I simply cannot fathom the stories and images that are being cast our way—of men sending lewd pictures of themselves; initiating unwanted contact with women or forcing women to touch them; of placing women in a demeaning and uncomfortable position of having to reject unwanted advances; of masturbating in front of an unwilling audience. It’s not just vile; I simply don’t manage to understand how, or why, a man does those things.
After Danielle Berrin confronted Ari Shavit’s sexual misconduct in the fall of 2016, well before this latest wave of revelations of sexual harassment, I offered a confession that bears repeating: I should know better than to be surprised. I should not ask, #YouToo? with disbelief. #YouToo?, Louis C.K. #YouToo?, Roy Moore? #YouToo?, Al Franken? #YouToo?, Larry Nassar? #YouToo?, Harvey Weinstein? #YouToo?, Dustin Hoffman?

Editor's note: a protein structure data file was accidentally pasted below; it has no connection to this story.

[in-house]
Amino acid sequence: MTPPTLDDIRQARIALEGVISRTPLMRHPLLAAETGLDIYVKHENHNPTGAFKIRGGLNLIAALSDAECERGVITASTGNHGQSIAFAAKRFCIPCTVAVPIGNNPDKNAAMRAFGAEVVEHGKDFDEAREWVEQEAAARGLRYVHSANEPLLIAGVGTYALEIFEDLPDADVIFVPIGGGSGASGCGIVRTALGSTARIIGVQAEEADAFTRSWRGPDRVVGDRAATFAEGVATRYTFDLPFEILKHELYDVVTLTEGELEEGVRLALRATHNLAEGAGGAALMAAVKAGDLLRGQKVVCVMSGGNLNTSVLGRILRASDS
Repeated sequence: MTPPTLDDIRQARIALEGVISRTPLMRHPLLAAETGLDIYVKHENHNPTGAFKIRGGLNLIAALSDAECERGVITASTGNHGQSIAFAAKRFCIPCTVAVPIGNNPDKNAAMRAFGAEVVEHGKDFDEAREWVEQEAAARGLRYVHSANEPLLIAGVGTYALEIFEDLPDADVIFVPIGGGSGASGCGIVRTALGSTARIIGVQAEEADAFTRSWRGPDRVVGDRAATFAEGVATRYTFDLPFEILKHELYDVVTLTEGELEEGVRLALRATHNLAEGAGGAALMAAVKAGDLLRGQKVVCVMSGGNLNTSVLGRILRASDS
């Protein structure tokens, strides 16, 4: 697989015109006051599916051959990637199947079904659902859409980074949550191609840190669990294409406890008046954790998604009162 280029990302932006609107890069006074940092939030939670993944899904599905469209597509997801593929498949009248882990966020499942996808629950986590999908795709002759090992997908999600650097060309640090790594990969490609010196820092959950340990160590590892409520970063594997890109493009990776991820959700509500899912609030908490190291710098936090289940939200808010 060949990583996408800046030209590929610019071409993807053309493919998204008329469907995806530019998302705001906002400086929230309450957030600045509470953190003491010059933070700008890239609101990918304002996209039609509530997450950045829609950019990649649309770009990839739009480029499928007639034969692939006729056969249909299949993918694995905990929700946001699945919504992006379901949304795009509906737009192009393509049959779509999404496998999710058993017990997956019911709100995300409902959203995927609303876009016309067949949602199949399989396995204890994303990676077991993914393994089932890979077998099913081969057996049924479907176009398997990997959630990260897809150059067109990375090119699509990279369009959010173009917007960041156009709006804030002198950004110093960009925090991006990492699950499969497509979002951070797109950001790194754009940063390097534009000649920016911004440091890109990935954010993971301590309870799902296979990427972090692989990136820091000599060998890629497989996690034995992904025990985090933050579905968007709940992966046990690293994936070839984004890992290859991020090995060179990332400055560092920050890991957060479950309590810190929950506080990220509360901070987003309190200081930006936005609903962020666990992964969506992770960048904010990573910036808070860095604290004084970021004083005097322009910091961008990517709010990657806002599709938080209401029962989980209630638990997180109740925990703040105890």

And yet: though the surprise is long gone, the disappointment of #YouToo? looms large. What’s more, the scope and persistence of the latest wave of revelations lead to a very real quandary: how am I to manage in a world in which so many men—many of whom I held in esteem, or whose work has been significant in my life—have acted so deplorably towards women?
To be sure, the continuing pain of those who have been subject to these abuses endures. But in this piece, I want to focus on how both we as individuals (especially men) and society as a whole can do a serious accounting of our varying levels of complicity in this rampant abuse.